Plant Reproduction

, Volume 30, Issue 4, pp 185–195 | Cite as

Arabidopsis thaliana MLO genes are expressed in discrete domains during reproductive development

  • Thomas C. Davis
  • Daniel S. Jones
  • Arianna J. Dino
  • Nicholas I. Cejda
  • Jing Yuan
  • Andrew C. Willoughby
  • Sharon A. KesslerEmail author
Original Article

Key message

MLOs in Plant Reproduction.


The MILDEW RESISTANCE LOCUS-O (MLO) protein family, comprised of 15 members, plays roles in diverse cell–cell communication processes such as powdery mildew susceptibility, root thigmomorphogenesis, and pollen tube reception. The NORTIA (NTA, AtMLO7) gene is expressed in the synergid cells of the female gametophyte where it functions in intercellular communication with the pollen tube. Discrepancies between previously published promoter::GUS and promoter::gene-GUS constructs expression patterns led us to explore the regulation of NTA expression. Here we found via NTApro::gNTA-GUS truncations that sequences within the NTA gene negatively regulate its expression in the stomata and carpel walls. This led to the hypothesis that other MLO family members may also have additional regulatory sequences within the gene. MLOpro::gMLO-GUS constructs were examined for each family member focusing specifically on flowers in order to determine whether other MLOs could play a role in reproductive cell–cell communication. Notably, several MLOs were expressed in the pollen, in the stigma, in the pollinated style, and in the synergids and central cell. These findings indicate that other MLOs in addition to NTA could play a role in reproduction. Previous studies on the MLO family showed that phylogenetically related MLOs had redundant functions in powdery mildew infection and root thigmomorphogenesis; however, MLO expression in reproductive tissues did not strictly follow phylogenetic relationships, indicating that MLOs from different evolutionary origins may have been recruited for function in sexual reproduction.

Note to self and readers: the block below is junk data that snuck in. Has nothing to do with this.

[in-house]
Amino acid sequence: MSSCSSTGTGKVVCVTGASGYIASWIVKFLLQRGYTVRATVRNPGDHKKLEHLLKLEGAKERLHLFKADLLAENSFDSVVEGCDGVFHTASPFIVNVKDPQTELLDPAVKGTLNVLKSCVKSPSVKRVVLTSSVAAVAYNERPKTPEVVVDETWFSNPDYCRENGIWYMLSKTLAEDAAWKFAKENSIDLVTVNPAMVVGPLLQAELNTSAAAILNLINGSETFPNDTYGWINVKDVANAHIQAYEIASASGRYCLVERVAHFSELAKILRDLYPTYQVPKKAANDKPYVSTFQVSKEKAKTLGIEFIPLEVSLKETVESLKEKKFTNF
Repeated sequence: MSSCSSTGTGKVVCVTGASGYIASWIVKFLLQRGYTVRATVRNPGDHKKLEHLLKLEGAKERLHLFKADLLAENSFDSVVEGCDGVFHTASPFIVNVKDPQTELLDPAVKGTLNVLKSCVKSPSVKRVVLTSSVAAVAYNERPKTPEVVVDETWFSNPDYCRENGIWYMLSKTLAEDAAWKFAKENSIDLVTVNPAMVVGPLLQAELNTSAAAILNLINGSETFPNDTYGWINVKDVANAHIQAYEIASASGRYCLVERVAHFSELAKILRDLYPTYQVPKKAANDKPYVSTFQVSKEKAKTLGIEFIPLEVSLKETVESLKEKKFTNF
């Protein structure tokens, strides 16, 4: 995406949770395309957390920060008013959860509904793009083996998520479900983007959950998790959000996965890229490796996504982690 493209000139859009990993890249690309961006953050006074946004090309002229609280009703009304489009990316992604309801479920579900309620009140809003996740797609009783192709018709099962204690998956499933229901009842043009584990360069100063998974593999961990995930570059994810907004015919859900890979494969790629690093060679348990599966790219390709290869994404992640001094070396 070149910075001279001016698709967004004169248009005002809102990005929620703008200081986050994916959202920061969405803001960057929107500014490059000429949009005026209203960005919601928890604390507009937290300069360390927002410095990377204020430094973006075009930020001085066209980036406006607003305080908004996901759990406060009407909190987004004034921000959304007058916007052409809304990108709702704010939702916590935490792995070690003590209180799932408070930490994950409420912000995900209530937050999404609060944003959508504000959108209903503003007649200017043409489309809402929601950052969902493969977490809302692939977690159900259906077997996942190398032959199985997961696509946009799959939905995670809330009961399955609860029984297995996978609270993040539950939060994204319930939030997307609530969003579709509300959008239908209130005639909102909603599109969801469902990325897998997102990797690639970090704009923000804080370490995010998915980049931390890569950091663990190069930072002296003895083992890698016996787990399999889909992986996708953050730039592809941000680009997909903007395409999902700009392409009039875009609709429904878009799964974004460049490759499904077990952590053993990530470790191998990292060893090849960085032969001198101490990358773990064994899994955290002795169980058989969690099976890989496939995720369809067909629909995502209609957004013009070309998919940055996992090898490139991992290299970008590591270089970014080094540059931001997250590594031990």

MLO Flower development Reproduction NORTIA Pollination Signaling 



We thank Patrick Day and Noel Lucca for technical assistance. This work was supported by University of Oklahoma start-up funds to S.A.K. and the National Science Foundation (Grant IOS-1733865).

Supplementary material

497_2017_313_MOESM1_ESM.pdf (1.3 mb)
Supplementary material 1 (PDF 1342 kb)


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Copyright information

© Springer-Verlag GmbH Germany, part of Springer Nature 2017

Authors and Affiliations

  1. 1.Department of Botany and Plant PathologyPurdue UniversityWest LafayetteUSA
  2. 2.Purdue Center for Plant BiologyPurdue UniversityWest LafayetteUSA
  3. 3.Department of Microbiology and Plant BiologyThe University of OklahomaNormanUSA

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